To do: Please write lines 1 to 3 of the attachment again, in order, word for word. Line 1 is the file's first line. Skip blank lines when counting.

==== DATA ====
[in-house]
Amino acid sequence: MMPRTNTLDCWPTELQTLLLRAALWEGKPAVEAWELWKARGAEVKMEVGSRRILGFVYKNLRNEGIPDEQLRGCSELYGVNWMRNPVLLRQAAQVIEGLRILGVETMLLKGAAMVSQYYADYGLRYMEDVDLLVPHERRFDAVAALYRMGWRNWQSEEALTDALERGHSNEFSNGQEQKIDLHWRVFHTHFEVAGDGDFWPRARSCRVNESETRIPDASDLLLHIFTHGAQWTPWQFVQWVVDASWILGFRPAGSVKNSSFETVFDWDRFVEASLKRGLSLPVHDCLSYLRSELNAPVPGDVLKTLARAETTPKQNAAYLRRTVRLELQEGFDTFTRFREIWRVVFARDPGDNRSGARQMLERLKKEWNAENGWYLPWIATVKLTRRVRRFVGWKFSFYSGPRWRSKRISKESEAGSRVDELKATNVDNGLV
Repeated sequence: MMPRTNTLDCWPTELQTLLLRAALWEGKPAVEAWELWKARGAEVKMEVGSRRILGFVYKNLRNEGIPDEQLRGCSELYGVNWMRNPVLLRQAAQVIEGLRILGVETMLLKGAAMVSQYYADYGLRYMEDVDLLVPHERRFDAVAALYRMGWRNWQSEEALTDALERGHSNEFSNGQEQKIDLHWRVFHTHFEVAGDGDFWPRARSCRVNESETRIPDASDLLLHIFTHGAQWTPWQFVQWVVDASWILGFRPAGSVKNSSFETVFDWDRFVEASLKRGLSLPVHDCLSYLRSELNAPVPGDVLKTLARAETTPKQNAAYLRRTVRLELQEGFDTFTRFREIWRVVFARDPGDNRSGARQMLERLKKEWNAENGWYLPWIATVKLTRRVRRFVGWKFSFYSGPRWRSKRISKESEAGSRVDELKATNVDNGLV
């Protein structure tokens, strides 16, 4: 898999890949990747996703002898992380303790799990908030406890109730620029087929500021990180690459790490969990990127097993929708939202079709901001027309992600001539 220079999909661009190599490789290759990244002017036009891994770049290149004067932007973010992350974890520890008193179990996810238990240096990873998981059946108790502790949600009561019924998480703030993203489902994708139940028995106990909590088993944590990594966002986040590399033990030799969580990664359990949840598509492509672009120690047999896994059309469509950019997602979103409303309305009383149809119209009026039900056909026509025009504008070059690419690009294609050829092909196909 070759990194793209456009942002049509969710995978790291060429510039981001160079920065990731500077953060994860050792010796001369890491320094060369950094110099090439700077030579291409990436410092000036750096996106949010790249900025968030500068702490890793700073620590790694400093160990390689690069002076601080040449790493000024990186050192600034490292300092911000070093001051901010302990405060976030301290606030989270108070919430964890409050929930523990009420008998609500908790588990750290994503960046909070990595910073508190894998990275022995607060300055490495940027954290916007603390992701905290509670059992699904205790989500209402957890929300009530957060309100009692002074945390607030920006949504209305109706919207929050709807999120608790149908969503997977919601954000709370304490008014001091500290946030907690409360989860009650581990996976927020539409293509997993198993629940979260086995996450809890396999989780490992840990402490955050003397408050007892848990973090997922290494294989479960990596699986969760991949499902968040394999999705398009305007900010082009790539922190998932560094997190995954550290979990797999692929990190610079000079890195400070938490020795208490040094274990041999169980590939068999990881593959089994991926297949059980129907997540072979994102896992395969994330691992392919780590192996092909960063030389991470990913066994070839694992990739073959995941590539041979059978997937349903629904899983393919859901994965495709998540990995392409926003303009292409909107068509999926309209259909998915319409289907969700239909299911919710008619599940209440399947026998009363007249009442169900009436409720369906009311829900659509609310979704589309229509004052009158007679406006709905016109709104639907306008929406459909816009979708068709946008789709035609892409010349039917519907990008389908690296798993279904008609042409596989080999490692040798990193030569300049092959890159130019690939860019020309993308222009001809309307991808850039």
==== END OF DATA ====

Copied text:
[in-house]
Amino acid sequence: MMPRTNTLDCWPTELQTLLLRAALWEGKPAVEAWELWKARGAEVKMEVGSRRILGFVYKNLRNEGIPDEQLRGCSELYGVNWMRNPVLLRQAAQVIEGLRILGVETMLLKGAAMVSQYYADYGLRYMEDVDLLVPHERRFDAVAALYRMGWRNWQSEEALTDALERGHSNEFSNGQEQKIDLHWRVFHTHFEVAGDGDFWPRARSCRVNESETRIPDASDLLLHIFTHGAQWTPWQFVQWVVDASWILGFRPAGSVKNSSFETVFDWDRFVEASLKRGLSLPVHDCLSYLRSELNAPVPGDVLKTLARAETTPKQNAAYLRRTVRLELQEGFDTFTRFREIWRVVFARDPGDNRSGARQMLERLKKEWNAENGWYLPWIATVKLTRRVRRFVGWKFSFYSGPRWRSKRISKESEAGSRVDELKATNVDNGLV
Repeated sequence: MMPRTNTLDCWPTELQTLLLRAALWEGKPAVEAWELWKARGAEVKMEVGSRRILGFVYKNLRNEGIPDEQLRGCSELYGVNWMRNPVLLRQAAQVIEGLRILGVETMLLKGAAMVSQYYADYGLRYMEDVDLLVPHERRFDAVAALYRMGWRNWQSEEALTDALERGHSNEFSNGQEQKIDLHWRVFHTHFEVAGDGDFWPRARSCRVNESETRIPDASDLLLHIFTHGAQWTPWQFVQWVVDASWILGFRPAGSVKNSSFETVFDWDRFVEASLKRGLSLPVHDCLSYLRSELNAPVPGDVLKTLARAETTPKQNAAYLRRTVRLELQEGFDTFTRFREIWRVVFARDPGDNRSGARQMLERLKKEWNAENGWYLPWIATVKLTRRVRRFVGWKFSFYSGPRWRSKRISKESEAGSRVDELKATNVDNGLV